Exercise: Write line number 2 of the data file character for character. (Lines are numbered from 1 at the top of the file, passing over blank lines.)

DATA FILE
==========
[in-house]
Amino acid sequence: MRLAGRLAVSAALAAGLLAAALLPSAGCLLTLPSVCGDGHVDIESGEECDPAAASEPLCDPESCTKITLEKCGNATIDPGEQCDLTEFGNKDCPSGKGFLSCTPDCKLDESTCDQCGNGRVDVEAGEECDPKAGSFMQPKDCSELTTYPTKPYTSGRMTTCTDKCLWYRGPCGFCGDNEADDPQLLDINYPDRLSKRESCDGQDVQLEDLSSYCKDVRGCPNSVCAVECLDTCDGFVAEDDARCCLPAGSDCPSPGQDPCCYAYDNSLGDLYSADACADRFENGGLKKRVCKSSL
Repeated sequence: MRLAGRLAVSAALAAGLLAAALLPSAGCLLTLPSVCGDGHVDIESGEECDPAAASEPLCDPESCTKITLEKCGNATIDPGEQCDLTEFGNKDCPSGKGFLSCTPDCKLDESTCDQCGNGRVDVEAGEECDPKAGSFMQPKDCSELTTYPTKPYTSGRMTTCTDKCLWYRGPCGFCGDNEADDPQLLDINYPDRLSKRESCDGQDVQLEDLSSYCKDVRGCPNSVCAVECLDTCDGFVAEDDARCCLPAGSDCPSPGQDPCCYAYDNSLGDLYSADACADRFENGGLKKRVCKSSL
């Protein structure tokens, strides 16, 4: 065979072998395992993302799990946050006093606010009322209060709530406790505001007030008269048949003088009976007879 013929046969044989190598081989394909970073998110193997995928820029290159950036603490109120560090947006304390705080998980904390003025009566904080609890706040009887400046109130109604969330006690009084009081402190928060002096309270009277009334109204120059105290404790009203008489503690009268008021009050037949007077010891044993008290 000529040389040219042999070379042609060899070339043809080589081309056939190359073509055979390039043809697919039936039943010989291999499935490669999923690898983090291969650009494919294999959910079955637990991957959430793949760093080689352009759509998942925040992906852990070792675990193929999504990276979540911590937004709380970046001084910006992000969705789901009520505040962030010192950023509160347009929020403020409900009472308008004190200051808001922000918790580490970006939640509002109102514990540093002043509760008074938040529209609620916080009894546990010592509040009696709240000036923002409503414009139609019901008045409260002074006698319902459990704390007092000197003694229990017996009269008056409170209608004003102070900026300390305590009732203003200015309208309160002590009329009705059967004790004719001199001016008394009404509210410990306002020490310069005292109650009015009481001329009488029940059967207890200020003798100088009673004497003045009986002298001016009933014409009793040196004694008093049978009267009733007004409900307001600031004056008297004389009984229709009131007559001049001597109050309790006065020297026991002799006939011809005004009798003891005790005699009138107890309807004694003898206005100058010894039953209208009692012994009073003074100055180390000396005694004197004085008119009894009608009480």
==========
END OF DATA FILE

Amino acid sequence: MRLAGRLAVSAALAAGLLAAALLPSAGCLLTLPSVCGDGHVDIESGEECDPAAASEPLCDPESCTKITLEKCGNATIDPGEQCDLTEFGNKDCPSGKGFLSCTPDCKLDESTCDQCGNGRVDVEAGEECDPKAGSFMQPKDCSELTTYPTKPYTSGRMTTCTDKCLWYRGPCGFCGDNEADDPQLLDINYPDRLSKRESCDGQDVQLEDLSSYCKDVRGCPNSVCAVECLDTCDGFVAEDDARCCLPAGSDCPSPGQDPCCYAYDNSLGDLYSADACADRFENGGLKKRVCKSSL